is a lovers’ farewell witnessed by the window of the Alhambra’s magnificent
building. The Arabic origin of the city, taken over by Catholic monarchs in the 15th
century, bestows upon the song an exotic tinge present in the reference to a ‘morisca
ventana’ (Moorish window). The music, nevertheless, is a dramatic aria of the belcanto operatic style for high voice; there are no specific ‘Spanish’ or ‘Mexican’
elements. This frequent cohabitation of disparate and even contradictory elements in
the sheet-music published in Mexico mirrors the incipient jigsaw puzzle of national
profiling at the time.
Figure 12. El Pensil Delicioso (The lovely garden),
waltz , J. M. Pérez de León (M. Murguía)
Figure 13. Un A Dios, unidentified composer,
for guitar, voice and piano, (M. Murguía y Ca.)
When the depiction was supposedly of a European landscape, the scarcity of
information or models available sometimes made for an inaccurate, caricature-like,
image, although the information implicit in the painter’s gaze perhaps tells a story of
its own. A hodge-podge of elements and perspectives prevail in the cover art for
Franz Hünten’s Los Bordes del Rhin, Gran Vals) (The Banks of the Rhine. Grand
Waltz) (Figure 14). Drawn by Campillo, one of Mexico’s foremost illustrators, it
depicts lush vegetation in the foreground, and in the background sits an improbable
castle—after all, there is only one castle in Mexico to use as a model!—facing a cliff
on the Rhine. On the river itself the steam-boats look more like children’s toys than
ships capable of sailing. The viewpoint of the person looking at the painting is clear
from the trees and plants, which look like Mexican rather than European species,
depicted in great detail and clarity in contrast to the vagueness of the background
river scene. It is as if the painter, alongside us, as viewers, is looking from Mexico
towards Europe. In this ‘give and take’, it is the viewers’ Mexican perspective that
colonizes the European other. Murguía’s pirated version of the piece, which
preserves no trace of its original source, converted it into a local staple. Implicit in
this edition is the idea that the player could have played Hünten’s waltz from a
Mexican perspective, with no remorse for lack of fidelity to a (European) original.
Figure 14. Los bordes del Rhin. Gran Vals by Franz Hünten,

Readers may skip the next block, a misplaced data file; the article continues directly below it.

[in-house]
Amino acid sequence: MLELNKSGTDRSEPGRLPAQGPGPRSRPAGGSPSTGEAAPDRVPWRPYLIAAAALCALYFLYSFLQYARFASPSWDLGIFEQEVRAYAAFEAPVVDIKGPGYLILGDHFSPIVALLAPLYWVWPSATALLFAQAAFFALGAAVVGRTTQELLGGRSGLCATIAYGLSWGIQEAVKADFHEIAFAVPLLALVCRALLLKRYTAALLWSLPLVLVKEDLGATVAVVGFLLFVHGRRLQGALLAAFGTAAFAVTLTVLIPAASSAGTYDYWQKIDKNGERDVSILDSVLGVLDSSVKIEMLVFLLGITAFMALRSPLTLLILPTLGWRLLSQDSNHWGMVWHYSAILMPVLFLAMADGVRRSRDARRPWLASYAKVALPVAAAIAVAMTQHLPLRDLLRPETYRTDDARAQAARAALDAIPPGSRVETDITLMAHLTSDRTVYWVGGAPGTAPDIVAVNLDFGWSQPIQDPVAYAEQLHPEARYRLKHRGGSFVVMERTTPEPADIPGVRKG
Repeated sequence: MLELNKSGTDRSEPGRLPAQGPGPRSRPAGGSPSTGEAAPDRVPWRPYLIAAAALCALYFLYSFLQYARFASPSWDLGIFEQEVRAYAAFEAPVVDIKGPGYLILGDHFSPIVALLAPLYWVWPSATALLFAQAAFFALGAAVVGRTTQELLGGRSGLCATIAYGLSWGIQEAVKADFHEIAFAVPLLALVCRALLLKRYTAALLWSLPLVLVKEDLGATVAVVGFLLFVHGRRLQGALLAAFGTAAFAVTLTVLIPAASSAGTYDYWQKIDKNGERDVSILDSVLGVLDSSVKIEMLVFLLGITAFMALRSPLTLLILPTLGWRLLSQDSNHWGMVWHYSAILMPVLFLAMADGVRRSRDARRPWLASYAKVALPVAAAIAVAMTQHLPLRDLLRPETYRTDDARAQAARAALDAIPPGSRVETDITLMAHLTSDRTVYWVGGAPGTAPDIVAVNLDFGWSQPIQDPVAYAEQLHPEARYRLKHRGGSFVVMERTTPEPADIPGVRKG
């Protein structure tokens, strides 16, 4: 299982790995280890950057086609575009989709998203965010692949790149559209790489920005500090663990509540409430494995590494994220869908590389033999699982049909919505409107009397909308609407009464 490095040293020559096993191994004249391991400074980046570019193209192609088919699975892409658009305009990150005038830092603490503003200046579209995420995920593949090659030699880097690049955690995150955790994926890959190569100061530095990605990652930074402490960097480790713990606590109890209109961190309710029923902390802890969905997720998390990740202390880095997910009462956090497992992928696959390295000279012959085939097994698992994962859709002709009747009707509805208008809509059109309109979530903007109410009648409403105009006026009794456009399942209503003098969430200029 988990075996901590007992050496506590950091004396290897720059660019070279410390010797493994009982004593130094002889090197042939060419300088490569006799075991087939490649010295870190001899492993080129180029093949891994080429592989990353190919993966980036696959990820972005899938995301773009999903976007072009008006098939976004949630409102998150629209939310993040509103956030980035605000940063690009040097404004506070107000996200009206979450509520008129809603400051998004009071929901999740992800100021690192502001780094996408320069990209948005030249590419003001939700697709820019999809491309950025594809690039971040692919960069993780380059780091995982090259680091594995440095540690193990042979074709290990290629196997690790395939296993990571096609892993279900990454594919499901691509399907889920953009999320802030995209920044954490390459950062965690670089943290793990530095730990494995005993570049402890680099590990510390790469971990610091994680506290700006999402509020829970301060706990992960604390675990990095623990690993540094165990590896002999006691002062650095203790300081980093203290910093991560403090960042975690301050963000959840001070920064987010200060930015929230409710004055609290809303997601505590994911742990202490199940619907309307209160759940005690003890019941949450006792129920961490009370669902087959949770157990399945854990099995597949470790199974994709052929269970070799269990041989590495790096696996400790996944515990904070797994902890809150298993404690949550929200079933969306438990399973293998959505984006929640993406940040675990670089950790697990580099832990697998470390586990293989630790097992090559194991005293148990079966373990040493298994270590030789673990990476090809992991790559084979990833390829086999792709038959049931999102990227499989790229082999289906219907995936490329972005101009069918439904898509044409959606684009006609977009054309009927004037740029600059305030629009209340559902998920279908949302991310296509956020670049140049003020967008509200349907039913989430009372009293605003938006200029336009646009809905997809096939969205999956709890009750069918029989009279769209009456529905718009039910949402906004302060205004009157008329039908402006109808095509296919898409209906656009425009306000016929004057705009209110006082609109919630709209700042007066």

printed by M. Murguía.
Women featured prominently on title-page illustrations of sheet music; their images
appear more frequently than those of men. They were in the foreground of the
construction of the national landscape not only for the locals but also for foreigners.
These covers not only added value to the music; they were also statements of pride in
national beauty. Therefore it is hardly surprising that in these portrayals idealization
is the general rule. This approach to women is very distant from the satirical,
sometimes frankly contemptuous, characterizations of La Balanza Amorosa,
discussed in Chapter One, where women’s weaknesses and defects were highlighted.
In the title-page images, illustrators could portray women the way they imagined or
wanted them to be, without having to preach to them about their morals and
The ‘Scales of Love’ article contained one positive mention of music-making
at home in its description of ‘Good women for motherhood as well for a polka or
tending to the sick. Tender without affectation’, but this reference stays within the
domestic context. 95 But the women featured in cover pages are far from the
prototype of a ‘good mother’. Most of them are young, beautiful and flirtatious, with
At this point none of these sheet-music covers have elements of caricature. That phenomenon will
begin to appear as political critique only from the 1880s.
El Álbum Mexicano, 86.
fashionable, smart or more conservative dress and no child or suggestion of domestic
entourage in view. The covers were indeed what men liked to see: (young), nubile
attractive women, and not (married) women surrounded by children, representing
domestic responsibility and a duty of care. It was doubtless a publicity device for
men, the main buyers of the scores. Moreover, women also served as inspiration to
(mainly) male composers. In this capacity, their role was the passive one of muse.
Thus, although home music was, as we have suggested, mainly a women’s affair,